Or we take comfort that we have astute political leaders, 

      or religious leaders.

      But all these sources of comfort and support will ultimately disappoint.

      Our family can let us down, 

      our religious leaders and political leaders will not live up to expectations, and our stuff can get stolen or lose value.

      Yet despite everything,

      No matter what, 

      no matter that the earthly things 

      we rely on in hard times disappoint us,

      Still God loves us, 

      and that is what really matters.

      In times like these, we need to be reminded of God’s comfort and love.

      We need to remind ourselves 

      that God knows our name.

      We are no longer just a slave, or a Judahite or an Ontarian,

      But John or Judy or Jackie.

      We all know this:

      if you can recognize someone’s face, 

      well that shows you know them a little bit, 

      but if you actually know their name, 

      well that means you really know them. 

      If you can put a name to the face, that shows real intimacy, 

      it means you have a personal relationship with that person.

      And the same goes for God. 

      God knows us by name, and so God knows us personally and intimately.


      God tells us in an intimate way:

      When you pass through the waters

      I will be with you,

      When you pass through the rivers, they shall not overwhelm you,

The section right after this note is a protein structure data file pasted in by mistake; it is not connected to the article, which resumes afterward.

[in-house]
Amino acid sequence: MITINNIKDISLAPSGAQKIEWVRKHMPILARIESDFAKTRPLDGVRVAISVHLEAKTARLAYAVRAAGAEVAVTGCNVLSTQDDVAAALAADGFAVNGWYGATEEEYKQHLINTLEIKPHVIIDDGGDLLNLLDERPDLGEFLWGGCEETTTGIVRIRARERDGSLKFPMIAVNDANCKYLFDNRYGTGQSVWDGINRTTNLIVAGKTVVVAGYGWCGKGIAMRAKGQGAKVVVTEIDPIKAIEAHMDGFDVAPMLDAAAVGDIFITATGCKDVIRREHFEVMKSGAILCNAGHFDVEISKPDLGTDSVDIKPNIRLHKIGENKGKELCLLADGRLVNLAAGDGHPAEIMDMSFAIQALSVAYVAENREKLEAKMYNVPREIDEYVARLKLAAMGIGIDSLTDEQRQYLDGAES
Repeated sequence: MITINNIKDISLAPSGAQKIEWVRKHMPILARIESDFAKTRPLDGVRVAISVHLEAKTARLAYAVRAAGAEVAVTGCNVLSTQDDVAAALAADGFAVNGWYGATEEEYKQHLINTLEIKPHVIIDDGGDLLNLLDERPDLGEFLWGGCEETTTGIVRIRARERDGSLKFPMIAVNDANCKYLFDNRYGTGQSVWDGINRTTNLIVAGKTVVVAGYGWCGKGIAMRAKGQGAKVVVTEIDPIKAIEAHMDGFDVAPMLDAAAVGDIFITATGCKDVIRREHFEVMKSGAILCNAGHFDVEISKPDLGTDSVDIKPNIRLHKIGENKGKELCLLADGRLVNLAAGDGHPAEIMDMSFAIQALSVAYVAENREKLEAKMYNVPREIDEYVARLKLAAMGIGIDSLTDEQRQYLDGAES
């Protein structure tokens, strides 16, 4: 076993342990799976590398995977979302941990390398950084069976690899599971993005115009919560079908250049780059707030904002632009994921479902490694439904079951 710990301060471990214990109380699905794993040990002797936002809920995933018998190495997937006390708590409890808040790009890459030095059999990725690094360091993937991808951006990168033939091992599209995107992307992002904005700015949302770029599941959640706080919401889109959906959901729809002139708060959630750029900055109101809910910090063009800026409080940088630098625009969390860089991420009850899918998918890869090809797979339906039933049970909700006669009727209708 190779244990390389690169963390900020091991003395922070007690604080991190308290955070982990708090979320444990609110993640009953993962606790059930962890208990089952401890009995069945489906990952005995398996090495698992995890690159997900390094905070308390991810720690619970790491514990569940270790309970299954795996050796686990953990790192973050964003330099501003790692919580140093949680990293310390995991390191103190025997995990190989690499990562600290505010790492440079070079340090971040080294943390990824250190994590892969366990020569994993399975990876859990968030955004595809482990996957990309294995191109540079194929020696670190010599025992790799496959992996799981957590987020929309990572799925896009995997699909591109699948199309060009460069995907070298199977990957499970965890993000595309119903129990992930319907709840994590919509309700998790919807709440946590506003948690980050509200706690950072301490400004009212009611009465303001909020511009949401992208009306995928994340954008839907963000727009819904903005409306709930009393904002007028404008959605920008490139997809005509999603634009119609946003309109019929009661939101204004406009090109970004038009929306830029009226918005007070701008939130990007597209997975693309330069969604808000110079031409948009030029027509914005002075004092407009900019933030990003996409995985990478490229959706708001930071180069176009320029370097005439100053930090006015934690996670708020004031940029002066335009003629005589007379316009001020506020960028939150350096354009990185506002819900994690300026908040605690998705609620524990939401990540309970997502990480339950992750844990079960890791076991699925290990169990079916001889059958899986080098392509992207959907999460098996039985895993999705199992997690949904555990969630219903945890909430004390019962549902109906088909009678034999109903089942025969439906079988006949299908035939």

When you’re in over your head, I’ll be there with you.

      When you’re between a rock and a hard place

      It won’t be a dead end. (MSG)

      Water can both drown and give life,

      And if we think of the pandemic like a river; 

      Well we are passing through a very wide river right now, 

      we can barely see the other side, 

      kind of like the mighty St. Lawrence river near Rimouski,

      This pandemic just seems to be stretching on and on, 

      and as we cross it, 

      we thought we’d be over it and across by now, 

      many times over, 

      but yet, it just keeps on going.

      These rivers of hurt and pain and disappointment will be there in life,

      These scary rivers are part of living, there’s no going around them.

      But God’s promise is sure: the waters will not overwhelm us.

      We are hurting, feelingout of sorts, tired, afraid, 

      fed-up with this Omicron scourge, when

      We can’t do the normal things we would do to feel better,

      Go to the Gym, go to the movies, attend church, 

      get together with friends and family, 

      (I still haven’t seen my parents for Christmas yet.)

      These normal routines and activities that anchor our lives have been robbed from us again for the umpteenth time in these past 22 months.

      The speed of this latest wave has caught us all by surprise, the Omicron variant, by the time it was identified in South Africa, 

      was already basically here, 

      within a few weeks it had traveled half-way across the world.

      This is a pandemic river of angeras well: 

      Some wonder, what point was all this vaccination? 

      On the date we had to start showing a QR code to get into restaurants all the restaurants shut down. 

      People’s impatience is mounting, 

      as people are losing jobs, their businesses again and again, 

      and for many, Omicron is the last straw.


      How much longer? We cry out.

      Where can we find a grounding and a footing in this fast-raging river?

      Our selfish ways cannot do it alone.

      Even that sense of belonging from our communities, 

      who can disappoint us, is fading.

      But God, who doesn’t disappoint, reaches out his hand.

      We think we are forgotten, but really: we are known and loved, 

      by our God who formed and created us, who said:

      (V3) I AM the Lord your God —your personal God